Our review of the record convinces us that the trial court's finding that appellant's plea of guilty was in fact voluntary and entered with an understanding of the consequences is adequately supported by the evidence. The court's refusal to set aside the conviction is amply supported by federal authorities which have interpreted Rule 11 in similar factual situations. In Domenica v. United States,[7] it was held that if a correct transcript fails to report that the sentencing court complied with Rule 11, the fact of non-compliance is established, but the court stated: "Nonetheless, if the plea was in fact voluntary, the error was harmless. On this issue the burden will be on the government."

No constitutional right of appellant's was violated.

The judgment denying appellant's motion to vacate under Criminal Rule 35(b) is affirmed.

RABINOWITZ, Justice (concurring).

Since Crim.R. 11 is identical to the provisions of Fed.R.Crim.P. 11 which are involved in this appeal, I believe it important that we avoid any intimation that Crim.R. 11 is to be administered without the court personally interrogating the defendant. Although I agree that no particular ritual is required by Crim.R. 11, I think that the better practice would be for the court to question the defendant personally in order to determine whether the plea is made voluntarily and with an understanding of the nature of the charge. United States v. Diggs, 304 F.2d 929, 930 (6th Cir.1962); Domenica v. United States, 292 F.2d 483, 485-486 (1st Cir.1961); Gundlach v. United States, 262 F.2d 72, 76 (4th Cir.1958), cert. denied, 360 U.S. 904, 79 S. Ct. 1283, 3 L. Ed. 2d 1255 (1959); Julian v. United States, 236 F.2d 155, 158 (6th Cir.1956).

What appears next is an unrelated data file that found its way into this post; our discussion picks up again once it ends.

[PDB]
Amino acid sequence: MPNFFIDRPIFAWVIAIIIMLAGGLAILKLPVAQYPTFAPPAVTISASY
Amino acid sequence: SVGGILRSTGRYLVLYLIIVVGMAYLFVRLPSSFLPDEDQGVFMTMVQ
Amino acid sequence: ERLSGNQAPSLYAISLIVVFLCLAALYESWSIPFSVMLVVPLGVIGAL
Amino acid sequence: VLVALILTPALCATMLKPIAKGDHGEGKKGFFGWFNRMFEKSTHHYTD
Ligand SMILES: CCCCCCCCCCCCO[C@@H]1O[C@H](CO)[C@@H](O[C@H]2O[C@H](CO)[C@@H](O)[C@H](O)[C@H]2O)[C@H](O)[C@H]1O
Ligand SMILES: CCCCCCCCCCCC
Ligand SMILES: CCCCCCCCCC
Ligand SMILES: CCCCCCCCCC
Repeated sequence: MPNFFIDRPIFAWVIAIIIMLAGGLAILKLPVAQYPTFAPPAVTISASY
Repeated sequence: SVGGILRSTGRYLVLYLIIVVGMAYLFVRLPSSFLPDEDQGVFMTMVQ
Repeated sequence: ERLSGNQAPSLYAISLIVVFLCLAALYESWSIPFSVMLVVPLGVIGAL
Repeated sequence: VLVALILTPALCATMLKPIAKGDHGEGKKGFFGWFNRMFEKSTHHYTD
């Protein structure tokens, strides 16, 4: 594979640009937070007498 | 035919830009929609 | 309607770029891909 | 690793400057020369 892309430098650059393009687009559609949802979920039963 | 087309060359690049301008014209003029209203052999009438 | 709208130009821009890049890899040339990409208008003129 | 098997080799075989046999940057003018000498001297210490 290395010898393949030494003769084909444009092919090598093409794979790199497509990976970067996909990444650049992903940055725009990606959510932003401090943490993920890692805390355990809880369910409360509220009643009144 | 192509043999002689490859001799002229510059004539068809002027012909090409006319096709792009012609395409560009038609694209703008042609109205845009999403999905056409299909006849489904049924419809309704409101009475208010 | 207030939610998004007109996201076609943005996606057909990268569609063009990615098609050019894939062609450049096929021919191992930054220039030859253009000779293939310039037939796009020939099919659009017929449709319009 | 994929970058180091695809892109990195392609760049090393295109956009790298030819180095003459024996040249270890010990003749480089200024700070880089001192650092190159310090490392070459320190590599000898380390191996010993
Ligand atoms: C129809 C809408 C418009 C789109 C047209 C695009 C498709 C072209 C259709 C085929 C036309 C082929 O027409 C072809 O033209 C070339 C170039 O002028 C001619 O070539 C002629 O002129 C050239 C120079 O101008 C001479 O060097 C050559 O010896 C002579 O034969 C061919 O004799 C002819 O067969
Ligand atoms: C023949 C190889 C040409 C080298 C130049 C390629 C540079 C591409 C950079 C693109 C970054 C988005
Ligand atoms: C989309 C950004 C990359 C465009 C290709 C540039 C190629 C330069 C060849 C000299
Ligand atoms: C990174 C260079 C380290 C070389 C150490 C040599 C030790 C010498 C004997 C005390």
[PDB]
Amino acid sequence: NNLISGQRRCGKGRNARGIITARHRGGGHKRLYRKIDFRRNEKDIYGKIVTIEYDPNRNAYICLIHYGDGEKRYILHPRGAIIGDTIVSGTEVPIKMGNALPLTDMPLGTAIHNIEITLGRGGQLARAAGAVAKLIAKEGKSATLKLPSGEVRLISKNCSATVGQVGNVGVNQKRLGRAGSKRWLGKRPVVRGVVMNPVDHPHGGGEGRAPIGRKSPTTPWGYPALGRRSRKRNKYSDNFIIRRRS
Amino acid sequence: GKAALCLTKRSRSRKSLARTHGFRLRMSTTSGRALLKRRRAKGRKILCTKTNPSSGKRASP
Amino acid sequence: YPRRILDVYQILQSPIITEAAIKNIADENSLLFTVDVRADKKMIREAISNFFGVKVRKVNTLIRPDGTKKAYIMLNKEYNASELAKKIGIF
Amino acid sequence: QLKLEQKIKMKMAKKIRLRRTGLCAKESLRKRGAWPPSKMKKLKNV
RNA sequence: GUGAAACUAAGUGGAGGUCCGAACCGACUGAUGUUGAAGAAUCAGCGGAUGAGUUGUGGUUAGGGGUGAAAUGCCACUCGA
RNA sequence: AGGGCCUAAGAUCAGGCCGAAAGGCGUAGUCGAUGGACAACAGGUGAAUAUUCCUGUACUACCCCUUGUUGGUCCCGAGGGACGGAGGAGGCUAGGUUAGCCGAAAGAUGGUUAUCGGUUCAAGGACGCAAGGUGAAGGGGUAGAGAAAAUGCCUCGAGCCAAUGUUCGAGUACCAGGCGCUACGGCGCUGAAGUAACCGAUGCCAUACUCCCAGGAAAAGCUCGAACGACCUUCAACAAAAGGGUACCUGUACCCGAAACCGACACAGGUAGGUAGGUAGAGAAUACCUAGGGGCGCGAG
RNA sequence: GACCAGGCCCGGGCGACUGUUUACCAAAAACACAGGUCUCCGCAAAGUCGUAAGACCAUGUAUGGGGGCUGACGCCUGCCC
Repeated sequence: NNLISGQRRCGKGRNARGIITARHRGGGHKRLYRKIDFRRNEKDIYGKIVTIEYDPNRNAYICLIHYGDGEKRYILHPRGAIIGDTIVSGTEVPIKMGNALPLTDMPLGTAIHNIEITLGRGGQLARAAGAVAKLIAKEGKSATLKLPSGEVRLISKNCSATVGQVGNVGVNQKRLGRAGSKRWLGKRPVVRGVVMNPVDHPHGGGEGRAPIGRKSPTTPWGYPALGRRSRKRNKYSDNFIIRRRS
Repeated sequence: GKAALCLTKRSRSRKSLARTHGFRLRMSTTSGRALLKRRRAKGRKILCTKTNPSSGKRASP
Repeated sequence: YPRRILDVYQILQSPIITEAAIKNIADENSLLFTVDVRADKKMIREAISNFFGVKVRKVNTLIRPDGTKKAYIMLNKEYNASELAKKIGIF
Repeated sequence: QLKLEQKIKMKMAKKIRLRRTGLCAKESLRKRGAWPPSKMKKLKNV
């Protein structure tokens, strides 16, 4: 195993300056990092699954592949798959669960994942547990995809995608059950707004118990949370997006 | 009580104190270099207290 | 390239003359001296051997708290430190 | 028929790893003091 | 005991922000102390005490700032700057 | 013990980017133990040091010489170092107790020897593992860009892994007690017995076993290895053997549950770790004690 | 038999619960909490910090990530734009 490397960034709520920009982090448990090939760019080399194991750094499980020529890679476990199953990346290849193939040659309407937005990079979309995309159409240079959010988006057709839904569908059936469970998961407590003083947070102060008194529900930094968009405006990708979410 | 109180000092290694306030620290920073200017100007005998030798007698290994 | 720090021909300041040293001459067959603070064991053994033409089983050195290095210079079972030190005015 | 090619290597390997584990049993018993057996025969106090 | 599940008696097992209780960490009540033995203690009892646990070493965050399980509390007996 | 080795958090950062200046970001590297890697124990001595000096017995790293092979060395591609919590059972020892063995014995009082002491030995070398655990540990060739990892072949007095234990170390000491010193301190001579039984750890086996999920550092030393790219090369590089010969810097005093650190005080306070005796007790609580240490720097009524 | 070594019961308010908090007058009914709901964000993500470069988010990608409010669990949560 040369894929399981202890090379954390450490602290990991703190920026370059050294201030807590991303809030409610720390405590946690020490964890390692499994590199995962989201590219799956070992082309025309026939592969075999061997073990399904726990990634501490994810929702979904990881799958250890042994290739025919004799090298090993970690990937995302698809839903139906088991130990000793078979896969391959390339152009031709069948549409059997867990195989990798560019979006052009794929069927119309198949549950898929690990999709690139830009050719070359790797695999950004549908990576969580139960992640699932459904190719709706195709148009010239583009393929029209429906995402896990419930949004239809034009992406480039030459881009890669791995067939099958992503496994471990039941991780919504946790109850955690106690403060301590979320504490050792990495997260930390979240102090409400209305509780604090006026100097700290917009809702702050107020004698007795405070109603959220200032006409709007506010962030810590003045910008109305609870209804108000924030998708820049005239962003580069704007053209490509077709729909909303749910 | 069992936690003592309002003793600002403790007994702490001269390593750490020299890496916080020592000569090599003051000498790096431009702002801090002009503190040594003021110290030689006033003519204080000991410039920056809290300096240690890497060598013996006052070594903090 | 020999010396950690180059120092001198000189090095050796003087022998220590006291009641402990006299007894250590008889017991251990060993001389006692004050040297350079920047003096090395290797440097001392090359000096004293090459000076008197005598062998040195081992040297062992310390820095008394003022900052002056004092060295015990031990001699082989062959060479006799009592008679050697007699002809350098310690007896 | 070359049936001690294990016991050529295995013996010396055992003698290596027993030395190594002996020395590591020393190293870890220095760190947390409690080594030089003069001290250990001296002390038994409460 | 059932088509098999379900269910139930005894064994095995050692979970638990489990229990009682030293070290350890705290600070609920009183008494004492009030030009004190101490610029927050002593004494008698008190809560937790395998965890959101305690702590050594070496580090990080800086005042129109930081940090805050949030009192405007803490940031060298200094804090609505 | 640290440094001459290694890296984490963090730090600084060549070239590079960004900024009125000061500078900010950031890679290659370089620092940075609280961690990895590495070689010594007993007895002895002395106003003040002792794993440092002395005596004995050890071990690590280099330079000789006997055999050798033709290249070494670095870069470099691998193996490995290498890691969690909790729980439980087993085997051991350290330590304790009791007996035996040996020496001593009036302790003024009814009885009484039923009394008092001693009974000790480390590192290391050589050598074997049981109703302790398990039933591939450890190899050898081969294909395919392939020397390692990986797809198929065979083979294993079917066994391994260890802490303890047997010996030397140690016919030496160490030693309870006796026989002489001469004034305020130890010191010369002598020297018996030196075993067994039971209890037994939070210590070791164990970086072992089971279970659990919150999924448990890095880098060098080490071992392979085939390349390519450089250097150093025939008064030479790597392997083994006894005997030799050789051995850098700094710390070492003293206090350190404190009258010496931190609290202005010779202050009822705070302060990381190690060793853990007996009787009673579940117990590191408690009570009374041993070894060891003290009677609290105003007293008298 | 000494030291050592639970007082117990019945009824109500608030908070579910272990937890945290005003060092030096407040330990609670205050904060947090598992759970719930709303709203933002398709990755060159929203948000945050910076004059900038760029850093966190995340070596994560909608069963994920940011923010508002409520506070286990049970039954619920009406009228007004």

NOTES

[1] 372 U.S. 335, 83 S. Ct. 792, 9 L. Ed. 2d 799 (1963).

[2] 378 U.S. 478, 84 S. Ct. 1758, 12 L. Ed. 2d 977 (1964).

[3] In addition, in Johnson v. State of New Jersey, 384 U.S. 719, 86 S. Ct. 1772, 16 L. Ed. 2d 882 (1966) it was held that the decision in Escobedo should not be applicable to cases where trial was begun before June 22, 1964.

[4] At the time appellant was confined in the Federal jail at Seward, Alaska because of the overcrowded condition of the Anchorage jail.

[5] See Eubanks v. United States, 336 F.2d 269 (9th Cir.1964); United States v. Wight, 176 F.2d 376 (2nd Cir.1949), cert. denied, 338 U.S. 950, 70 S. Ct. 478, 94 L. Ed. 586 (1950).

[6] Rule 11 of the Federal Rules of Criminal Procedure in pertinent part stated:

The court may refuse to accept a plea of guilty, and shall not accept the plea without first determining that the plea is made voluntarily with understanding of the nature of the charge.

[7] 292 F.2d 483, 486 (1st Cir.1961).